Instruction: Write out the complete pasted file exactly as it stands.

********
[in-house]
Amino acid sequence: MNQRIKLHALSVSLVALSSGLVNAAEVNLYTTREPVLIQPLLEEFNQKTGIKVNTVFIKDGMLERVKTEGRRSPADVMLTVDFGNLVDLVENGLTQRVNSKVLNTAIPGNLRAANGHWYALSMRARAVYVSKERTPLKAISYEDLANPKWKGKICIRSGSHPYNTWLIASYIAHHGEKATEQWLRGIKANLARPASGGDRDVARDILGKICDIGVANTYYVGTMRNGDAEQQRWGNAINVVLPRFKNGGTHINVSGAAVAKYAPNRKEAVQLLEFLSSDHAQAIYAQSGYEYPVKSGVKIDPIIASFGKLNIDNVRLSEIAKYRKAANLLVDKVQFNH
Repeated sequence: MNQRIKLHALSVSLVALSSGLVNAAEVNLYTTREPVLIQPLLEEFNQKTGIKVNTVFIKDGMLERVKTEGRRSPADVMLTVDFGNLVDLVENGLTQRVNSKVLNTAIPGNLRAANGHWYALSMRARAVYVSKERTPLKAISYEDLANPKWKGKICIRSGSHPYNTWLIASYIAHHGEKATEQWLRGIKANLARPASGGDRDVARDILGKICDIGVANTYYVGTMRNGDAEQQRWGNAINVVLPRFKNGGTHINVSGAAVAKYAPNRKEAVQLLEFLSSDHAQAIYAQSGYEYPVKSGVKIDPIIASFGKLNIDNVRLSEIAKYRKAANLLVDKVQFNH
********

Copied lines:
[in-house]
Amino acid sequence: MNQRIKLHALSVSLVALSSGLVNAAEVNLYTTREPVLIQPLLEEFNQKTGIKVNTVFIKDGMLERVKTEGRRSPADVMLTVDFGNLVDLVENGLTQRVNSKVLNTAIPGNLRAANGHWYALSMRARAVYVSKERTPLKAISYEDLANPKWKGKICIRSGSHPYNTWLIASYIAHHGEKATEQWLRGIKANLARPASGGDRDVARDILGKICDIGVANTYYVGTMRNGDAEQQRWGNAINVVLPRFKNGGTHINVSGAAVAKYAPNRKEAVQLLEFLSSDHAQAIYAQSGYEYPVKSGVKIDPIIASFGKLNIDNVRLSEIAKYRKAANLLVDKVQFNH
Repeated sequence: MNQRIKLHALSVSLVALSSGLVNAAEVNLYTTREPVLIQPLLEEFNQKTGIKVNTVFIKDGMLERVKTEGRRSPADVMLTVDFGNLVDLVENGLTQRVNSKVLNTAIPGNLRAANGHWYALSMRARAVYVSKERTPLKAISYEDLANPKWKGKICIRSGSHPYNTWLIASYIAHHGEKATEQWLRGIKANLARPASGGDRDVARDILGKICDIGVANTYYVGTMRNGDAEQQRWGNAINVVLPRFKNGGTHINVSGAAVAKYAPNRKEAVQLLEFLSSDHAQAIYAQSGYEYPVKSGVKIDPIIASFGKLNIDNVRLSEIAKYRKAANLLVDKVQFNH